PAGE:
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"What a Man! What a man!" says Sergius as Captain Bluntschli makes a very graceful exit. What a man is right, and what a play, too. Arms and the Man is as thoroughly enjoyable a play as I have seen in Boston for a long time. Anybody interested in forgetting hour examinations, or Princeton games, or for that matter, anything at all, can find no better or pleasanter way of doiag it than by spending some evening at the Repertory. Theatre, sitting in the soft-cushioned, well spaced, comfortable seats. I love a theatre with chairs instead of stocks to sit in. It makes it almost enjoyable to watch plays badly done, and I've had my chance to do that at the Repertory. But last night was different. Under the able coaching of Henry Jewett the acting company has come out of its slump and surprised us all. Odds on Enchanted April, the next production, have gone up to seven to three, favor of Mr. Jewett's squad. The present production is the best I have seen at this theatre since it opened.

G. B. S., in this one of his "pleasant," plays, had taken advantage of every possible bit of humor--humor of the broadest sort. He doesn't smile at Raina's medieval fancy about the chivalrous knight who gallops up to the enemy on horseback and kills a hundred men with one stroke of its sword instead the laughs long and loud. In the preface the play he says: "I am not convinced that the world is only held together by force of unanimous, strenuous, eloquent, trumpet tongued lying;" and he goes on to make this statement more emphatic Everybody in the play is a liar of one sort or another, and everybody but the hero is completely exposed. This latter I felt, would have been exposed if he had dared stick his face on the stage, again. The satire on the Balkans is no longer potent, but what it loses as satire it gains as pure humor; so the audience is always the winner.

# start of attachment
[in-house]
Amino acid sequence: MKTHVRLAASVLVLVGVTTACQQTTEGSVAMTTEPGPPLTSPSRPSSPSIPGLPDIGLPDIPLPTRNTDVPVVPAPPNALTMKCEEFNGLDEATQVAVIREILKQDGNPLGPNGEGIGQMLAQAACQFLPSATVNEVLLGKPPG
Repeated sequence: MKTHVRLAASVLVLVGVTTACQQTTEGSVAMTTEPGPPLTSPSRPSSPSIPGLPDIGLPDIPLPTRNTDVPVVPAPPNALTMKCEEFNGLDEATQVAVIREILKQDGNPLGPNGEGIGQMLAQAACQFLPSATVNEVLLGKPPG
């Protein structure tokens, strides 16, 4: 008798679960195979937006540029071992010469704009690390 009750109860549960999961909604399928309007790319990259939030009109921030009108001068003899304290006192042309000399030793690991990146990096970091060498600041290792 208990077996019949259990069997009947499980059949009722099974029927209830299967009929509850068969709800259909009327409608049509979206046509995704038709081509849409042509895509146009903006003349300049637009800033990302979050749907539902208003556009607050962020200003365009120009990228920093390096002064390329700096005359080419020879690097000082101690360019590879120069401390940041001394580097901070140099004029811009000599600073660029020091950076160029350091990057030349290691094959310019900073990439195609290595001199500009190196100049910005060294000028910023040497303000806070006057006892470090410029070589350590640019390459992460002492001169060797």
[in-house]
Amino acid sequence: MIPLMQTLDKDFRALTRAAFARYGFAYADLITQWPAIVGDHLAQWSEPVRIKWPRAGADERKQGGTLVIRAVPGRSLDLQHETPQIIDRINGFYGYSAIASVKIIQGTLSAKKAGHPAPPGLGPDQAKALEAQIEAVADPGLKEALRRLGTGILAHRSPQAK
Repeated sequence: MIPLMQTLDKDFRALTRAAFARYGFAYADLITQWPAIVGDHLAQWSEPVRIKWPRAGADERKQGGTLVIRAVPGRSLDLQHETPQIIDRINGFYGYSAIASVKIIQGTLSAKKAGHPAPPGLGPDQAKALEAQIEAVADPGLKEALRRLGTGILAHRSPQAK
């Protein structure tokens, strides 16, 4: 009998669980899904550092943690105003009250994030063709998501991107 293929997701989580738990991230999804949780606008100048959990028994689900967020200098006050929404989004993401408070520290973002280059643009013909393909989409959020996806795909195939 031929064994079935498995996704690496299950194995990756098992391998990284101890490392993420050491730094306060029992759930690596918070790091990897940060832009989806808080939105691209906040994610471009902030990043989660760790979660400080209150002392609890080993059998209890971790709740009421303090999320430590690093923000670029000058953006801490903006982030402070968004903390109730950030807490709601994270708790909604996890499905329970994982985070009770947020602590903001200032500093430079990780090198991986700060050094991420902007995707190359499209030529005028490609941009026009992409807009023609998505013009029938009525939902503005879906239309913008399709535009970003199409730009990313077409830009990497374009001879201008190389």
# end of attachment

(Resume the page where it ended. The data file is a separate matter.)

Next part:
Mr. Jewett, in his interpretation of Sergius, has realized the effects of the lines to their greatest extent. He bellows and boasts as a Major in the army of Bullgarial; and his poses, hitherto obnoxious, become enjoyable. I was almost induced to go the grave of John the Baptist and apologize for not understanding that he, too, was a braggart. Mr. Jewett forgot that he was the great Shakesperian actor, and became an understanding Shavion interpreter.

Little can be said of the play that has not been said before. The first act drages a bit at times, but luring the dialogues between Raina and Bluntschli it is thoroughly absorbing. The second act, (with the entrance of that at living bassoon or kettle drum. Ralph Robert as Major Patkoff) becomes brisk, and at times almost beisterous. The third act continues in this vein and ends with everyone happily set and everybody completely exposed "Guy Phillips, not seem to these shores since 1914, was perfectly adapted to the part of Captain, Bluntschli, or I should say, adapted himself perfectly to the part. His voice carried well, and caught the rhythm of Shaw's lines. He was the understanding gentleman and soldier. He knew the advantage of chocolate creams over cartridges. He had no more illusions than Shaw of the existence of courage, patroitism, faith, hope, and charity. (For the ladies, he looks, gorgeous in the uniform of a Captain.

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